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Indian Literature


Atharva Veda

Sanskrit Literature
Jataka Tales

Sanskrit Drama

Sanskrit Poetry

Sanskrit Poets


Ka-lida-sa was a renowned Sanskrit poet and dramatist, author of Meghadu-ta, Shakuntala- and Kuma-rasambhava , among other well-known works. His place in Sanskrit literature is the same as that of Shakespeare in English. Such has been his fame that works not of his writing, such as Nalodaya and Shrutabodha, have also been attributed to him. His plays and poetry were primarily based on Hindu mythology and philosophy.



Ka-lida-sa wrote three plays. Among them, Abhija-nasha-kuntala is commonly regarded as a masterpiece. It was among the first Sanskrit works to be translated into English, and has since been translated into many languages.

* Ma-lavika-gnimitra ("Ma-lavika- and Agnimitra") tells the story of King Agnimitra, who falls in love with the picture of an exiled servant girl named Ma-lavika-. When the queen discovers her husband's passion for this girl, she becomes infuriated and has Ma-lavika- imprisoned, but as fate would have it, Ma-lavika- is in fact a true-born princess, thus legitimizing the affair.

* Abhija-nasha-kuntala ("The Recognition of Shakuntala") tells the story of King Dushyanta who, while on a hunting trip, meets Shakuntala-, the adopted daughter of a sage, and marries her. A mishap befalls them when he is summoned back to court: Shakuntala, pregnant with their child, inadvertently offends a visiting sage and incurs a curse, by which Dushyanta will forget her completely until he sees the ring he has left with her. On her trip to Dushyanta's court after the child is born, she loses the ring, and has to come away unrecognized. The ring is found by a fisherman who recognizes the royal seal and returns it to Dushyanta, who regains his memory of Shakuntala and sets out to find her. After more travails, they are finally reunited.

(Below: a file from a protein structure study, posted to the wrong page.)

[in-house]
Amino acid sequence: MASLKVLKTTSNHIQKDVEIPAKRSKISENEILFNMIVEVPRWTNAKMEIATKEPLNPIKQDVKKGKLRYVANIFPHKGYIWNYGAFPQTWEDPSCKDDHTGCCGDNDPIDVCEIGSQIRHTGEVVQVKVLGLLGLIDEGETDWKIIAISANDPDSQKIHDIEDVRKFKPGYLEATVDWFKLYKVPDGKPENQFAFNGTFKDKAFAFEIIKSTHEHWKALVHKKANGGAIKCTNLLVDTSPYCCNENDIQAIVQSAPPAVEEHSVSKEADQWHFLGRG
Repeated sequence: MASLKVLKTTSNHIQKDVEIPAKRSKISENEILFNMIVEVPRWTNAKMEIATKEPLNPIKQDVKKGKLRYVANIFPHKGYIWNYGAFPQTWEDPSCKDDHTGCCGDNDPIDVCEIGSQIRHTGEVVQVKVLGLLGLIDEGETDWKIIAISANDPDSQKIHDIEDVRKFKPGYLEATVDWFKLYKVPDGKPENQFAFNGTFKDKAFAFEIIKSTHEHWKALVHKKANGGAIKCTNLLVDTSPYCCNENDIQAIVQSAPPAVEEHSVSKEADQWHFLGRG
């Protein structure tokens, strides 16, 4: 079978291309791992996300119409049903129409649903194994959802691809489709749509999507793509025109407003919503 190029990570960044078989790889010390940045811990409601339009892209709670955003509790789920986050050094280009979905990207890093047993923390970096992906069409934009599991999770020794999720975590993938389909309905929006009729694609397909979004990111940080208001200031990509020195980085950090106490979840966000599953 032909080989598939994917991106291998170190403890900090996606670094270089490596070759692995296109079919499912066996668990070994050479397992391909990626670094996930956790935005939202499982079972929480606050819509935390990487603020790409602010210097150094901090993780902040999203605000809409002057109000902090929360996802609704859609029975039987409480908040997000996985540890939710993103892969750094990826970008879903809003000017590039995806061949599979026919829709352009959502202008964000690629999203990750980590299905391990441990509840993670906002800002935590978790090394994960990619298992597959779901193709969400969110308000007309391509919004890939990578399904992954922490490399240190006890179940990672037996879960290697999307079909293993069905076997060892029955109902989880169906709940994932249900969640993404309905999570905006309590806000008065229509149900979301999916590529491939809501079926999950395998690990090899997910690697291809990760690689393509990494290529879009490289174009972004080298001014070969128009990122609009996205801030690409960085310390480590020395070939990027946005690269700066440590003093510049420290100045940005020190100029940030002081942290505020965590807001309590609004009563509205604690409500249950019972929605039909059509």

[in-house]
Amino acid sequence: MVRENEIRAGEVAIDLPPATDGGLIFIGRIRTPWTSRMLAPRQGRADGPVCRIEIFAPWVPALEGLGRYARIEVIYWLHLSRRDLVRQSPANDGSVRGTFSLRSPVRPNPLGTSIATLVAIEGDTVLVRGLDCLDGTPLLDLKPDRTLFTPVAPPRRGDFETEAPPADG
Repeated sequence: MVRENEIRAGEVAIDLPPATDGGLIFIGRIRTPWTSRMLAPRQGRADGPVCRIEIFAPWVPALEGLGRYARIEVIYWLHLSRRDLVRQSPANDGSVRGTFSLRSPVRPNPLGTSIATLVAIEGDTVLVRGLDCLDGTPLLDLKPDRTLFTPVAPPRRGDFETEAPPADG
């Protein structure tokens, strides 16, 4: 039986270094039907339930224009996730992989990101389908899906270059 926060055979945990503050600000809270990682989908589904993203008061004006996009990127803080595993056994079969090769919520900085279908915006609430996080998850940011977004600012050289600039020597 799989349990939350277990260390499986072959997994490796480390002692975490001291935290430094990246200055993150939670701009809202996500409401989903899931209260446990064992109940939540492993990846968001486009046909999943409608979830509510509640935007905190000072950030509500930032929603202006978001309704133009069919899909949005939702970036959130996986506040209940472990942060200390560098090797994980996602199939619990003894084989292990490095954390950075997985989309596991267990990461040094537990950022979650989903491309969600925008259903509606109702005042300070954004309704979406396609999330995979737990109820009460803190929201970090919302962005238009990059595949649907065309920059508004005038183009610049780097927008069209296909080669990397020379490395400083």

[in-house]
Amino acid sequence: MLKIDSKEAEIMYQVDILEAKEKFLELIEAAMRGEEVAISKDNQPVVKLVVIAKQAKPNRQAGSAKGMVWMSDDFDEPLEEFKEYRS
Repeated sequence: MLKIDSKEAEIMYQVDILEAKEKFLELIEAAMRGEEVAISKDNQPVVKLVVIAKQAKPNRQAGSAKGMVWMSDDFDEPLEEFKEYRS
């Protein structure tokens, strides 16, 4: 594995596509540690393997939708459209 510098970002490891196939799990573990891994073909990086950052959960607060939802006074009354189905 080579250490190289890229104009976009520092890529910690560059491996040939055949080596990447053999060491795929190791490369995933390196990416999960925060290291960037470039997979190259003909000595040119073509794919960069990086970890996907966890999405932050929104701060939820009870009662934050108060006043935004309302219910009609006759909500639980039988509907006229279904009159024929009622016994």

* Vikramo-rvas'i-ya ("Pertaining to Vikram and Urvashi") tells the story of mortal King Pururavas and celestial nymph Urvashi who fall in love. As an immortal, she has to return to the heavens, where an unfortunate accident causes her to be sent back to the earth as a mortal with the curse that she will die (and thus return to heaven) the moment her lover lays his eyes on the child which she will bear him. After a series of mishaps, including Urvashi's temporary transformation into a vine, the curse is lifted, and the lovers are allowed to remain together on the earth.


Ka-lida-sa is the author of two epic poems, Raghuvamsa ("Dynasty of Raghu") and Kuma-rasambhava ("Birth of Kuma-ra"). Among his lyric poems are Meghadu-ta ("Cloud Messenger") and R.tusamha-ra ("The Exposition on the Seasons")., 2003-2005. All Rights Reserved.
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